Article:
I didn’t think I’d get swept into her world like this. When she came knocking at my window earlier tonight I was already wide awake with my thoughts. Still, she startled me and I jolted out of bed. I reached for the baseball bat my mom reluctantly purchased me. She wanted so much for me to try something “girly”, like dancing.
But back to Candace, knocking at my damn window in the middle of the night. I creeped up to the window, bat at the ready. Then, I heard it, her small voice.
“Emma? Are you awake?”
I recognized her voice immediately. I drop the bat and it clatters. I stop for a moment to listen for the stirring of my mom in the room down the hall. Thankfully, she was a deep sleeper. As soon I was certain it was safe, I ran to the window and lifted it open.
“What are you doing?” I say to her, taking her in. She was wearing a blue shirt with the word “Resist” across the front in red lettering, tucked into high-waist jeans. Her hair was wild, her curls bounced with her as she stepped back slightly tumbling into the hedges that separated our houses.
“Wanna go on an adventure?” She says with an air of mischief.
Candace, or Candy, as the rest of our high school class knew her, had barely said a word to me all year. She had fallen into a new crowd. Not a bad one, though the cheerleaders were known for their sexual prowess. Depending on who you ask, that wasn’t a bad thing though, but if you asked my mom, it was scandalous. However, to be fair, I had also avoided her all summer after she found that stupid diary entry. Even now, I blush, knowing what she read.
“What kind of adventure?” I ask with reasonable hesitance.
“The dangerous kind,” she says with a smirk.
“You know my mom would lose her shit.”
“Well, I need you. I don’t want to be alone.”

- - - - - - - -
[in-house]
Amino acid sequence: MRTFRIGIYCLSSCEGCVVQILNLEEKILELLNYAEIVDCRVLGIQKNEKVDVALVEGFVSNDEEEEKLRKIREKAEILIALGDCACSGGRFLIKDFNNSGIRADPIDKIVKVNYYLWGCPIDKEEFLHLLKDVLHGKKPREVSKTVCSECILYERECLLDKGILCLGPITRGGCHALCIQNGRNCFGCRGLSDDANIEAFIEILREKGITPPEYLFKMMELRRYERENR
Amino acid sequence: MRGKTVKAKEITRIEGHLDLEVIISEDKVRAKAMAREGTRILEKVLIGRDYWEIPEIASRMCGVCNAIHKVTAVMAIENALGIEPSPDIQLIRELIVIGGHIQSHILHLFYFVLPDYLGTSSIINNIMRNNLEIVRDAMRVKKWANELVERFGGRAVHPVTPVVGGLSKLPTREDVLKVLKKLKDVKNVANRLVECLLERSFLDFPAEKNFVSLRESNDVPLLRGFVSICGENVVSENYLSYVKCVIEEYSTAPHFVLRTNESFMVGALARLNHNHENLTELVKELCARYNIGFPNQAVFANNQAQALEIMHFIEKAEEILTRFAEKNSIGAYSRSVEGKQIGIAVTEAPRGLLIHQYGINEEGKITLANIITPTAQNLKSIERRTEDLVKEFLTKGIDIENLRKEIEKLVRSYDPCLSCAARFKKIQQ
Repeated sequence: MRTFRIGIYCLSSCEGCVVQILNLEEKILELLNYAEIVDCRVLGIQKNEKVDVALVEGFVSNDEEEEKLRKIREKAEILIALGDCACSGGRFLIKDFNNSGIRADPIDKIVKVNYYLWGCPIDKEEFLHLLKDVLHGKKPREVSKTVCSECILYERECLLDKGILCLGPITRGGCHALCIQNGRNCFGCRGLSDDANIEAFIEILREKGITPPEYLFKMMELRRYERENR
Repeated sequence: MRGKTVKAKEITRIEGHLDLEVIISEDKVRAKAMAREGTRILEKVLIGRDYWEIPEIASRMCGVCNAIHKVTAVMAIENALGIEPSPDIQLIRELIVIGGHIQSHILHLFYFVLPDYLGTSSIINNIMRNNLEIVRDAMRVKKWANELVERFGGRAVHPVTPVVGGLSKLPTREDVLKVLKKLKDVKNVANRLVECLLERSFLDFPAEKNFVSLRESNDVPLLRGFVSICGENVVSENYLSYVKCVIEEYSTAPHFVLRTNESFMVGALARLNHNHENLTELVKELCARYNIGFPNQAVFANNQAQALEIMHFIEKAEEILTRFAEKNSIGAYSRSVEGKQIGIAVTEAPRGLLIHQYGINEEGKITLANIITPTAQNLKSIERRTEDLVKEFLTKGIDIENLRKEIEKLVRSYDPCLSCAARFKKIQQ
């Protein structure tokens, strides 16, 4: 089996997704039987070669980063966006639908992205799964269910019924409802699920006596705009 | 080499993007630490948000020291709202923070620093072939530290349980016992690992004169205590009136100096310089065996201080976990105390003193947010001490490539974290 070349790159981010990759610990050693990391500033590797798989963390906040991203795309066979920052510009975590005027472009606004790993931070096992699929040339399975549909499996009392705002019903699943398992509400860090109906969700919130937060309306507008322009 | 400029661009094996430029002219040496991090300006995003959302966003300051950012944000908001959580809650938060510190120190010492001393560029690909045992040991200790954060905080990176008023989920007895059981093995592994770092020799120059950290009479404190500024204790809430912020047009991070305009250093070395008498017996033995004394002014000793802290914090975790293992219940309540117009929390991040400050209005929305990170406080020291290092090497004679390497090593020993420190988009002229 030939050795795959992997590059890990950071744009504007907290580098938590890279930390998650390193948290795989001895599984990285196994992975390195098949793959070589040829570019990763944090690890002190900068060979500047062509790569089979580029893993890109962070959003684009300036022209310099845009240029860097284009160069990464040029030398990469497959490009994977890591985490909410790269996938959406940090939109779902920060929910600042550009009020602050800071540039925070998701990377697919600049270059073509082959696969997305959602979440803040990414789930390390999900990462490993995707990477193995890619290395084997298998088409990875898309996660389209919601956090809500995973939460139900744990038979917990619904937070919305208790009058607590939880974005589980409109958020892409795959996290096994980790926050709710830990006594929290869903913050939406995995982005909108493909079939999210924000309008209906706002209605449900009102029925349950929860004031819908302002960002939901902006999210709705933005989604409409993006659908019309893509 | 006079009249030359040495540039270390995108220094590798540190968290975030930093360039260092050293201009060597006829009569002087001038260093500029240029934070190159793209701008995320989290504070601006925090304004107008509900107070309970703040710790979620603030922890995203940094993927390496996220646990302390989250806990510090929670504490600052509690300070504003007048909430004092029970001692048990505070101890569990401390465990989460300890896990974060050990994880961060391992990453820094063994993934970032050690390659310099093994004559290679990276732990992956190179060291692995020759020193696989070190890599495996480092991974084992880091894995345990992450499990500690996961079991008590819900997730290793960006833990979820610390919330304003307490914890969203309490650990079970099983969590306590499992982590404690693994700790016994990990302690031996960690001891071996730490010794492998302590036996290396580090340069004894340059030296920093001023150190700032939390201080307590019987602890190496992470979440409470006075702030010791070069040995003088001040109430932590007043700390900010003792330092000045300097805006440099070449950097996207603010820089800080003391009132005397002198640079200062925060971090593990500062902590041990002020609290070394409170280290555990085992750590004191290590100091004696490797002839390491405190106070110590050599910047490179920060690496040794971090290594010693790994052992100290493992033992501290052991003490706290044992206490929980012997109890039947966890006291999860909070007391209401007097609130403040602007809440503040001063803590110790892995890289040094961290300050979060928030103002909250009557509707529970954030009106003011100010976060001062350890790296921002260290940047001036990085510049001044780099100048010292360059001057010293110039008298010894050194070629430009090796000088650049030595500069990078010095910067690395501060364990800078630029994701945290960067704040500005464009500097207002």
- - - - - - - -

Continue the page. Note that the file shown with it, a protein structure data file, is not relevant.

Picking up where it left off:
“Why? Did something happen”
“I’ll tell you if you come.” She was being coy. “I need my partner in crime.”
“We haven’t talked all year.”
“I know. I know,” she say exclaims rolling her eyes. “I’m sorry. I know I’m the worst, but tonight I need your moral support.”
Of course, I give into her, and five minutes later, I’m in the passenger seat of her Honda Civic. An early graduation gift from her parents. The drive starts in silence. Without meaning to, I found myself looking at her face. I can catch snippets of it as we drive by one street lamp after the other. She wasn’t wearing makeup which was out of the ordinary for her. She calls it her war paint “for fighting the patriarchy” she said to me one day as we were getting ready for softball practice. Later that night, after practice, dirty and sweaty, she looked like a warrior princess. That’s when I knew I was fucked.
“Emma.” She said my name like a question, as if to make sure I was still there. This was our thing.
“Candace.” She smiled.
“I’m upset with you,” she says in a matter of fact tone.
“You ghosted on me.”
I knew she was right. However, I didn’t know where this was coming from. Then, without warning, she takes a hand off the wheel and reaches for my own. We sit in silence, holding hands, and I am willing my heart to be still.
“Where are we going?” I had to break the silence. With a squeeze, she lets go of my hand so she can use both hands to make a turn. I look up to realize where we are.
“Are you taking us to the coast?”
“Yup,” she says with a smile. “I promise we’ll be back before your mom notices.”
I laugh nervously.
“So what’s this really about?” I watch the smile disappear from the corner of her mouth.
“You’re lucky, your mom is so supportive.”
“Supportive of what? We fight all of the time. I had to fight to stay on the softball team, and don’t get me started on the fight we had when I cut all of my hair off.”
Candace laughs. “Still, Emma, she’s trying.” I look at her again, I can see tear in her eyes and something started to click.
“Candace…what is this about? Did something happen with your parents?”
More silence. The road is empty and this car is quiet compared to my old gas guzzling jeep. Moments later, as we are getting off our exit she says so quietly, I strain to hear her, “I came out to my parents.”